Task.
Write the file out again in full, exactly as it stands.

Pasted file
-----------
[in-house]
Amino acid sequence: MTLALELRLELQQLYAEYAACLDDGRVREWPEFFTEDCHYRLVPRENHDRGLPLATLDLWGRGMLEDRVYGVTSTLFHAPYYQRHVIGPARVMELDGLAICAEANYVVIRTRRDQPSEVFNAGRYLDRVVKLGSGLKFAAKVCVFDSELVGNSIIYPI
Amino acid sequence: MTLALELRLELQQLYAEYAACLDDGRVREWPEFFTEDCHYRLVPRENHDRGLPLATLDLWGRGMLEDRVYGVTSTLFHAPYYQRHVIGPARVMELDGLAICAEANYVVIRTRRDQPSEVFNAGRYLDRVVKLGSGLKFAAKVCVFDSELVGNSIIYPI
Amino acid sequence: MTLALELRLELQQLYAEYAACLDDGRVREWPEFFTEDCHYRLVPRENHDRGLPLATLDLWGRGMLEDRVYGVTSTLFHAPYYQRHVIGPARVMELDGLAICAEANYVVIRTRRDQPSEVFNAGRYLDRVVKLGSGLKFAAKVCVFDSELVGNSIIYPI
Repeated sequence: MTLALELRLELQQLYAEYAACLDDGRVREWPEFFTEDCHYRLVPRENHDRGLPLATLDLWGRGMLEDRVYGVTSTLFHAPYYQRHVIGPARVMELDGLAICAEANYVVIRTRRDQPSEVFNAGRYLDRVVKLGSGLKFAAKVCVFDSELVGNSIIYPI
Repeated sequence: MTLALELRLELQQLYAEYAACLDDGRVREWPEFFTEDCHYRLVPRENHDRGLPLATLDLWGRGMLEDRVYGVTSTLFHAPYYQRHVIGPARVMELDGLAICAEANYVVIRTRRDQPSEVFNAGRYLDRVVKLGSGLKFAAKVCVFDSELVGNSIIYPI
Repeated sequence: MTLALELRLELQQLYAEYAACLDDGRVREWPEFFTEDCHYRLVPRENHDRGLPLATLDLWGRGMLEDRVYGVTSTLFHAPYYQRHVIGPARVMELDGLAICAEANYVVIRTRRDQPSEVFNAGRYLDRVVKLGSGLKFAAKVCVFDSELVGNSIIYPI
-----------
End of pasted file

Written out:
[in-house]
Amino acid sequence: MTLALELRLELQQLYAEYAACLDDGRVREWPEFFTEDCHYRLVPRENHDRGLPLATLDLWGRGMLEDRVYGVTSTLFHAPYYQRHVIGPARVMELDGLAICAEANYVVIRTRRDQPSEVFNAGRYLDRVVKLGSGLKFAAKVCVFDSELVGNSIIYPI
Amino acid sequence: MTLALELRLELQQLYAEYAACLDDGRVREWPEFFTEDCHYRLVPRENHDRGLPLATLDLWGRGMLEDRVYGVTSTLFHAPYYQRHVIGPARVMELDGLAICAEANYVVIRTRRDQPSEVFNAGRYLDRVVKLGSGLKFAAKVCVFDSELVGNSIIYPI
Amino acid sequence: MTLALELRLELQQLYAEYAACLDDGRVREWPEFFTEDCHYRLVPRENHDRGLPLATLDLWGRGMLEDRVYGVTSTLFHAPYYQRHVIGPARVMELDGLAICAEANYVVIRTRRDQPSEVFNAGRYLDRVVKLGSGLKFAAKVCVFDSELVGNSIIYPI
Repeated sequence: MTLALELRLELQQLYAEYAACLDDGRVREWPEFFTEDCHYRLVPRENHDRGLPLATLDLWGRGMLEDRVYGVTSTLFHAPYYQRHVIGPARVMELDGLAICAEANYVVIRTRRDQPSEVFNAGRYLDRVVKLGSGLKFAAKVCVFDSELVGNSIIYPI
Repeated sequence: MTLALELRLELQQLYAEYAACLDDGRVREWPEFFTEDCHYRLVPRENHDRGLPLATLDLWGRGMLEDRVYGVTSTLFHAPYYQRHVIGPARVMELDGLAICAEANYVVIRTRRDQPSEVFNAGRYLDRVVKLGSGLKFAAKVCVFDSELVGNSIIYPI
Repeated sequence: MTLALELRLELQQLYAEYAACLDDGRVREWPEFFTEDCHYRLVPRENHDRGLPLATLDLWGRGMLEDRVYGVTSTLFHAPYYQRHVIGPARVMELDGLAICAEANYVVIRTRRDQPSEVFNAGRYLDRVVKLGSGLKFAAKVCVFDSELVGNSIIYPI